The hacker, whose name was not revealed, was arrested after breaking into a server owned by financial ASP, Online Resources (ORCC) and attempting to extort money from one of ORCC's client banks, said Ray Crosier, the company's president and chief operating officer.
ORCC offers online banking, electronic payment and other financial services over the Internet to 525 financial institutions in the US, Crosier said. ORCC uses a two-stage system by which it allows customers of its client financial institutions to use its services. When registering for online accounts through their banks, users are sent to registration servers, with each financial institution that ORCC deals with having its own dedicated server. After registration is completed on the first server, all information and transactions are handled through a second server, Crosier said.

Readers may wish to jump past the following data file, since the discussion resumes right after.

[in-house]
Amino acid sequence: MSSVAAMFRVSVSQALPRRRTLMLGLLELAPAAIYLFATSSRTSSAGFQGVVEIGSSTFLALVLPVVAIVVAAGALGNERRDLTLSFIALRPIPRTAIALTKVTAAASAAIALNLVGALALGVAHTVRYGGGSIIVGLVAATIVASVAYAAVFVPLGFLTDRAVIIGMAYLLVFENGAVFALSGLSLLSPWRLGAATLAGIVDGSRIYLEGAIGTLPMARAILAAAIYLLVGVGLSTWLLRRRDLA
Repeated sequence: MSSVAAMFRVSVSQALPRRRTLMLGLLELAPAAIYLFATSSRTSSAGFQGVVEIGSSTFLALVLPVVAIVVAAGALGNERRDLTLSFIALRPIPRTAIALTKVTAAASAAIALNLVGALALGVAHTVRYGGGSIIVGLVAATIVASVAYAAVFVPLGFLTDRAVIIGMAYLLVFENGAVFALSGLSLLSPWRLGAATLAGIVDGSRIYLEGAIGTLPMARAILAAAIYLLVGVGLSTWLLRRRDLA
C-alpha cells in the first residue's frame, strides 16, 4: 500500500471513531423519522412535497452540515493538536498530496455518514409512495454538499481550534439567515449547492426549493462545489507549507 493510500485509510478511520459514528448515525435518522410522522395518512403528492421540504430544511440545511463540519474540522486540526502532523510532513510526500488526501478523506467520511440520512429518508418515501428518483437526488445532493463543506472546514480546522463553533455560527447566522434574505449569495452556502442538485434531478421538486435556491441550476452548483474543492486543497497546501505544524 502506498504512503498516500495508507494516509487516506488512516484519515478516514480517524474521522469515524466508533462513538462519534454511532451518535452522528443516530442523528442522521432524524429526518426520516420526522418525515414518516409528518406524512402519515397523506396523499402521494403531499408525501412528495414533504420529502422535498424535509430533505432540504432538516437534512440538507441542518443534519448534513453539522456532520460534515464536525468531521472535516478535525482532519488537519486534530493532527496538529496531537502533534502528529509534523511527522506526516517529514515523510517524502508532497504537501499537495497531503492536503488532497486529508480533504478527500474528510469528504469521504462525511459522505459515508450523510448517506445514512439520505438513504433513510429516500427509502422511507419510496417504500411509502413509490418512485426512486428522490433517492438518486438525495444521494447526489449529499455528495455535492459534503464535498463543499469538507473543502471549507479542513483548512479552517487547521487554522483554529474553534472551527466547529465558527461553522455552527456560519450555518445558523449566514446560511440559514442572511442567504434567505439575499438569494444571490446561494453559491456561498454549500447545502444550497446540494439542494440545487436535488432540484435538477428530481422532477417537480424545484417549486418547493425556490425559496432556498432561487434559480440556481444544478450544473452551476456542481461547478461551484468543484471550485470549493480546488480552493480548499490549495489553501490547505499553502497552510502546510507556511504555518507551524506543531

The hacker was able to break in to a registration server used by the client due to an unpatched security hole on the server, Crosier said, declining to release the name of the company whose data was stolen. Crosier also said that the situation with that client was unique among ORCC's customers as the configuration used on the server was customised and not present elsewhere at ORCC.
In early 2001, the hacker broke into the registration server and was able to grab customer records that included names, addresses and bank account numbers, Crosier said. Because only registration was handled on the server, however, the hacker was unable to commit fraud, move funds or gain access to data from other banks served by ORCC, he said.
In late 2001, the hacker sent an e-mail to ORCC's client bank, saying that he would post the data he had obtained if he was not paid $10,000, according to US Secret Service agent Brian Palma.
After negotiations between the FBI and the hacker, the Secret Service was able to track the hacker's e-mail messages and the hacker was arrested on 16 January, by Russian law enforcement.